Jiménez says that the country has one of the 3 largest medical equipment development centers in the world and highlights how the public sector, through universities, has led the investment in technological innovation. “Costa Rica is a small laboratory for the rest of the world”, says Jiménez.

Diversified economy

Costa Rica has been expanding its commercial opening for decades (it has signed about 50 free trade agreements), invests 8% of GDP in education and, since it does not spend resources on the Armed Forces, it has more money to invest in research and development.

Their exports represent about 35% of GDP, a level that leaves them in a very good position compared to other developed countries.

The travel industry (tourism, education, and health) occupies the first place in foreign sales, followed by business services and products in the field of information technology and telecommunications, according to Procomer data.

A tourist enjoying the canopy

And if all the products of medical devices are grouped, the sector as a whole exceeds the export of pineapple and electronic components, with 28% of the total exported from the country.

Innovation in the midst of poverty

“Innovation has given us a comparative advantage over other countries and, although we do not have a channel like Panama, we have managed to take off”, says Costa Rican journalist Esteban Mata. However, he warns that poverty remains alarming and that there is a setback in the economic situation that may have an impact on innovative advances.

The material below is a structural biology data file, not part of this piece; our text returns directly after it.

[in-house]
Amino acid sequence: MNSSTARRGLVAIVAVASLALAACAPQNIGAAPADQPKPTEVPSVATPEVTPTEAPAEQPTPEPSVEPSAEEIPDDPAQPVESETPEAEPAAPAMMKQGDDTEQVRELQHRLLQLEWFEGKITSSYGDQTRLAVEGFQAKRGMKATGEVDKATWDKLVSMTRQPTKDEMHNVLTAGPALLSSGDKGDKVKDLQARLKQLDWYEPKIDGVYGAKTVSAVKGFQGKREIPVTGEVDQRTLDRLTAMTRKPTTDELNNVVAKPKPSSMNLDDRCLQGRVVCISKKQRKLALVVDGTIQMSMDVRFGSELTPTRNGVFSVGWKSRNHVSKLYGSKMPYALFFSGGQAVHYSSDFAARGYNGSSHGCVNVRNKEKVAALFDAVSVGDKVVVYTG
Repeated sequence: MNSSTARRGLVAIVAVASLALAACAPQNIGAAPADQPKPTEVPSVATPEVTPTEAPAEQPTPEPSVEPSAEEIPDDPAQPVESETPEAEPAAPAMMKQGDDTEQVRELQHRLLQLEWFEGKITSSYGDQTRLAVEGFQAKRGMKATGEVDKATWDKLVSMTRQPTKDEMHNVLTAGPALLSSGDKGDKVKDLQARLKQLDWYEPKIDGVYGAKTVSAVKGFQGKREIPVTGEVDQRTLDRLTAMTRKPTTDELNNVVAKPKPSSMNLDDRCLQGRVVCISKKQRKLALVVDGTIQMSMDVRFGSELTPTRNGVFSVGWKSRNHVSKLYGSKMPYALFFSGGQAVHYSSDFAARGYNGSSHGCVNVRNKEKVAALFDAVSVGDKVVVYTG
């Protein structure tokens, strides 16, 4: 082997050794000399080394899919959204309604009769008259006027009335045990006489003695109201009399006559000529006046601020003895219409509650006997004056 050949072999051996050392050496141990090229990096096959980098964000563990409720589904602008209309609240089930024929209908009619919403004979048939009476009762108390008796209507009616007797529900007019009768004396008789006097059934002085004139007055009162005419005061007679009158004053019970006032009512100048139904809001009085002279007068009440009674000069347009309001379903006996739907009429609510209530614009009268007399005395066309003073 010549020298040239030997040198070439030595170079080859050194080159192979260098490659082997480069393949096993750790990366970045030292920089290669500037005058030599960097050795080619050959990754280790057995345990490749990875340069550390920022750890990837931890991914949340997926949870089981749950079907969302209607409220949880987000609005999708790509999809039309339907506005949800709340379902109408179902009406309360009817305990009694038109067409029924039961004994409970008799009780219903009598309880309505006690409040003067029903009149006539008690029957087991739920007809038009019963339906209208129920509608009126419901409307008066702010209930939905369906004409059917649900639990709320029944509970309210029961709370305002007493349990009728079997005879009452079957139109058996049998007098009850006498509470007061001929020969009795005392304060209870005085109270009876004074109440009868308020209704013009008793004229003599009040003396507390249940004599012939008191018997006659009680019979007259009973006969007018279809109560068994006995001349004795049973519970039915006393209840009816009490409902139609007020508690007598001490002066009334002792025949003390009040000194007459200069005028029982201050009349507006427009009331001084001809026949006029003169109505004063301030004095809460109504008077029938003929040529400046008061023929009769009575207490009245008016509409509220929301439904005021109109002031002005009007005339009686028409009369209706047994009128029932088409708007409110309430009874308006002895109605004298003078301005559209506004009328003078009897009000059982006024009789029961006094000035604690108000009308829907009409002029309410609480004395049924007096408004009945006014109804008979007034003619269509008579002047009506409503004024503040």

To the partial cut in the financing of university credits, other social problems are added like the increase of the violent deaths, a phenomenon that also plays against the development of new businesses. “Costa Rica is sold as a paradise but it is not, actually”, Mata adds.

Tech giants and small businesses

Some of the large foreign companies have established their Latin American headquarters in Costa Rica, while others have carried out operations in the country such as customer service, accounting, finance, technology support, and human resources management.

“Many are technological multinationals that work in free zones, have high productivity and pay their employees very well”, says Galileo Solís, Senior Competitiveness, Technology, and Innovation Specialist at the Inter-American Development Bank (IDB).

But as if it were a parallel reality, 95% of Costa Rican companies live in another world. “Most of them are small or medium-sized local businesses with low productivity”, he explains. It is a divided country: an innovative and thriving Costa Rica; and another Costa Rica, rather lagging behind.

“Although its economy grows reasonably well, there is a lot of inequality and poorly paid jobs at the pyramid’s base”, adds Solis. “It is an innovative country that has great social challenges”, he concludes.

SOURCECecilia Barría